The following Op-Ed is from the February-March 2006 issue of Free Inquiry
Strap in, gentle reader. On these pages, I will not only confess to having committed an act of neologism, I'll commit secular humanist heresy.
Last issue, I discussed the "vast historical suction . . . separating organized religion from its temporal mandates for more than 1,500 years" and predicted that, over time, the Bush administration's faith-based initiatives won't amount to much. I ascribed this trend, in part, to a centuries-long correction of the unsustainable concentration of all social functions in organized religion's "job jar" after the fall of Rome-a phenomenon for which secular humanists and other champions of the Enlightenment agenda can take little credit.
But that phenomenon is just one among several parallel trends-including some in which secular humanists (or our ideological predecessors) have been important. Together, they form a progressive sociohistorical current, which in recent centuries has impelled society toward greater individual autonomy, social and political openness, and . . . well, I'm tempted to say "secularization," but that's really too narrow a word.
As Paul Kurtz comments in this issue, for us, humanism has always meant more than just disdaining the supernatural. To that, I would add that secularism has always meant more than just separating church and state. That's one aspect of a broader impulse toward emancipatory social reform. That impulse, in turn, lies behind many of the most positive social changes of the last few centuries. Among them, I'd include heightened political freedom, expanded freedom of inquiry, increased autonomy to choose one's life circumstances, and greater liberty for experiment outside the boundaries of social convention. In a nutshell, it's an impulse toward reducing the coercive control exercised over individuals by social institutions at every scale: nation, church, local community, workplace, even the family. This impulse lies close to the heart of the Enlightenment, and I think it lies close to the foundation of our humanist commitment.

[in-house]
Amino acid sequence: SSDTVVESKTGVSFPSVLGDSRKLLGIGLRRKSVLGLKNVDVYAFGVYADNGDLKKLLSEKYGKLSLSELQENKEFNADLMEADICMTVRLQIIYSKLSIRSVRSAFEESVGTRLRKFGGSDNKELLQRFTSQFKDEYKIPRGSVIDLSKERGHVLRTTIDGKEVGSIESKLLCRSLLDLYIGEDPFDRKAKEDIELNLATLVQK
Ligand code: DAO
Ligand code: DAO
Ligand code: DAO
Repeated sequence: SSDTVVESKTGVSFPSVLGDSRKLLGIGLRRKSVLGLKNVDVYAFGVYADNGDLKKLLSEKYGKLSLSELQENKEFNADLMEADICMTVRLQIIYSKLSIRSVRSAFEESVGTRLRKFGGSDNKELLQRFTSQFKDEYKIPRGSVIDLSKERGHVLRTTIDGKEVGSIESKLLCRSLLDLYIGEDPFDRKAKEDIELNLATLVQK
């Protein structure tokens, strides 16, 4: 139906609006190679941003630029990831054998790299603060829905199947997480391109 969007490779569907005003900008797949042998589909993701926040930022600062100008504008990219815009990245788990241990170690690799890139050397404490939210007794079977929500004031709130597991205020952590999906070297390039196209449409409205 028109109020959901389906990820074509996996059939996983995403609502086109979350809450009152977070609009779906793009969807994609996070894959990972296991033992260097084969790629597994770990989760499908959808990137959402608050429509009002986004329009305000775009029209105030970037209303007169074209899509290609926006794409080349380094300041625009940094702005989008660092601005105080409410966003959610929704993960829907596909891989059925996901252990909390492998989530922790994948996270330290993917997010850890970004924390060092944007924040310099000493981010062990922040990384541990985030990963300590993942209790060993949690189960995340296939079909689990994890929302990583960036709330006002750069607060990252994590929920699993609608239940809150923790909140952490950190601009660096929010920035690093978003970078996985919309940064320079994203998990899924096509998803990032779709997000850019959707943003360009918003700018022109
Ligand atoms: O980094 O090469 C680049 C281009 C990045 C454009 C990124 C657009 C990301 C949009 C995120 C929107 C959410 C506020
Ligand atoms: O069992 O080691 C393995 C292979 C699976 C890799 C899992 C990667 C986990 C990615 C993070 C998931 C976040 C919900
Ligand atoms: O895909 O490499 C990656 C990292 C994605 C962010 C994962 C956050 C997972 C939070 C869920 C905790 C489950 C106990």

What we might say of secularism is that it represents the application to questions of religion in society of this broader principle of emancipatory individualism. As Jim Herrick so aptly declares in this issue, "Secularism in the largest sense means that people do not refer to religion to make decisions, to adopt policies, to run their lives, to order their relationships, or to impel their activities."